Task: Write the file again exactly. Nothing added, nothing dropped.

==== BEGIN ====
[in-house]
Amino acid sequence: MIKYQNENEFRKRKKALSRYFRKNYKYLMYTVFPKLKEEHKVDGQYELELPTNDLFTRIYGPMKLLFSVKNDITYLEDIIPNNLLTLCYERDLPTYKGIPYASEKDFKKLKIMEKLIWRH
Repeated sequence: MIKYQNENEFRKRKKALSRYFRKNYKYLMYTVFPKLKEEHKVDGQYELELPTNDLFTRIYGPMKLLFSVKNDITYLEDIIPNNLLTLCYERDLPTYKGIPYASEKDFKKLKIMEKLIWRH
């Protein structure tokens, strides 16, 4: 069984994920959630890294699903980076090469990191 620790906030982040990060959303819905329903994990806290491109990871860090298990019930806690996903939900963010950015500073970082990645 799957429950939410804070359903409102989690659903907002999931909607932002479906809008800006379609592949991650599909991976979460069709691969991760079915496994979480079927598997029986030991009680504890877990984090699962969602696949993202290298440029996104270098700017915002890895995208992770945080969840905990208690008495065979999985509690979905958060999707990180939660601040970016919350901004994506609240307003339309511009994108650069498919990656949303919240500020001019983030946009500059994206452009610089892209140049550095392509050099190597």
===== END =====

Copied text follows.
[in-house]
Amino acid sequence: MIKYQNENEFRKRKKALSRYFRKNYKYLMYTVFPKLKEEHKVDGQYELELPTNDLFTRIYGPMKLLFSVKNDITYLEDIIPNNLLTLCYERDLPTYKGIPYASEKDFKKLKIMEKLIWRH
Repeated sequence: MIKYQNENEFRKRKKALSRYFRKNYKYLMYTVFPKLKEEHKVDGQYELELPTNDLFTRIYGPMKLLFSVKNDITYLEDIIPNNLLTLCYERDLPTYKGIPYASEKDFKKLKIMEKLIWRH
């Protein structure tokens, strides 16, 4: 069984994920959630890294699903980076090469990191 620790906030982040990060959303819905329903994990806290491109990871860090298990019930806690996903939900963010950015500073970082990645 799957429950939410804070359903409102989690659903907002999931909607932002479906809008800006379609592949991650599909991976979460069709691969991760079915496994979480079927598997029986030991009680504890877990984090699962969602696949993202290298440029996104270098700017915002890895995208992770945080969840905990208690008495065979999985509690979905958060999707990180939660601040970016919350901004994506609240307003339309511009994108650069498919990656949303919240500020001019983030946009500059994206452009610089892209140049550095392509050099190597």